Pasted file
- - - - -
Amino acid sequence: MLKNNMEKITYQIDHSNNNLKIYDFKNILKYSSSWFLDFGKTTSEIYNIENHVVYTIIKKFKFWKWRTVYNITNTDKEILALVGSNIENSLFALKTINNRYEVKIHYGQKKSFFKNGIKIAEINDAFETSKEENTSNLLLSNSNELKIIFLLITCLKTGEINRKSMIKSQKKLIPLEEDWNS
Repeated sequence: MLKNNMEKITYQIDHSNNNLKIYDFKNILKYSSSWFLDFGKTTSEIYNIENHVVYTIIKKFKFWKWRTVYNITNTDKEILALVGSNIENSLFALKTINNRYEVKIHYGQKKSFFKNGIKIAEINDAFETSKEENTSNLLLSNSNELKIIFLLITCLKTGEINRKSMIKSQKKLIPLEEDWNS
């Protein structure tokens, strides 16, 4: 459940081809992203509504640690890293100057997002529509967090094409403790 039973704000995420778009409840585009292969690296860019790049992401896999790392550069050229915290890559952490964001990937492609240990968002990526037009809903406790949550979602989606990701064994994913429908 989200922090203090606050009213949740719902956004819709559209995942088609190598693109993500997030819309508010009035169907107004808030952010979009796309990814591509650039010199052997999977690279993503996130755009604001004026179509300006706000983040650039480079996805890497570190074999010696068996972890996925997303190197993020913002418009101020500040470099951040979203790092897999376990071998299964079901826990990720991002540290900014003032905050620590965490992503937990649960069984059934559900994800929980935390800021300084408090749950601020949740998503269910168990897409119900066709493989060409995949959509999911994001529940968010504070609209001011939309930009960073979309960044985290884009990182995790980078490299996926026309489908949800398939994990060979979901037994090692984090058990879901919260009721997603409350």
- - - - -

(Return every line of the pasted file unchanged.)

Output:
Amino acid sequence: MLKNNMEKITYQIDHSNNNLKIYDFKNILKYSSSWFLDFGKTTSEIYNIENHVVYTIIKKFKFWKWRTVYNITNTDKEILALVGSNIENSLFALKTINNRYEVKIHYGQKKSFFKNGIKIAEINDAFETSKEENTSNLLLSNSNELKIIFLLITCLKTGEINRKSMIKSQKKLIPLEEDWNS
Repeated sequence: MLKNNMEKITYQIDHSNNNLKIYDFKNILKYSSSWFLDFGKTTSEIYNIENHVVYTIIKKFKFWKWRTVYNITNTDKEILALVGSNIENSLFALKTINNRYEVKIHYGQKKSFFKNGIKIAEINDAFETSKEENTSNLLLSNSNELKIIFLLITCLKTGEINRKSMIKSQKKLIPLEEDWNS
């Protein structure tokens, strides 16, 4: 459940081809992203509504640690890293100057997002529509967090094409403790 039973704000995420778009409840585009292969690296860019790049992401896999790392550069050229915290890559952490964001990937492609240990968002990526037009809903406790949550979602989606990701064994994913429908 989200922090203090606050009213949740719902956004819709559209995942088609190598693109993500997030819309508010009035169907107004808030952010979009796309990814591509650039010199052997999977690279993503996130755009604001004026179509300006706000983040650039480079996805890497570190074999010696068996972890996925997303190197993020913002418009101020500040470099951040979203790092897999376990071998299964079901826990990720991002540290900014003032905050620590965490992503937990649960069984059934559900994800929980935390800021300084408090749950601020949740998503269910168990897409119900066709493989060409995949959509999911994001529940968010504070609209001011939309930009960073979309960044985290884009990182995790980078490299996926026309489908949800398939994990060979979901037994090692984090058990879901919260009721997603409350």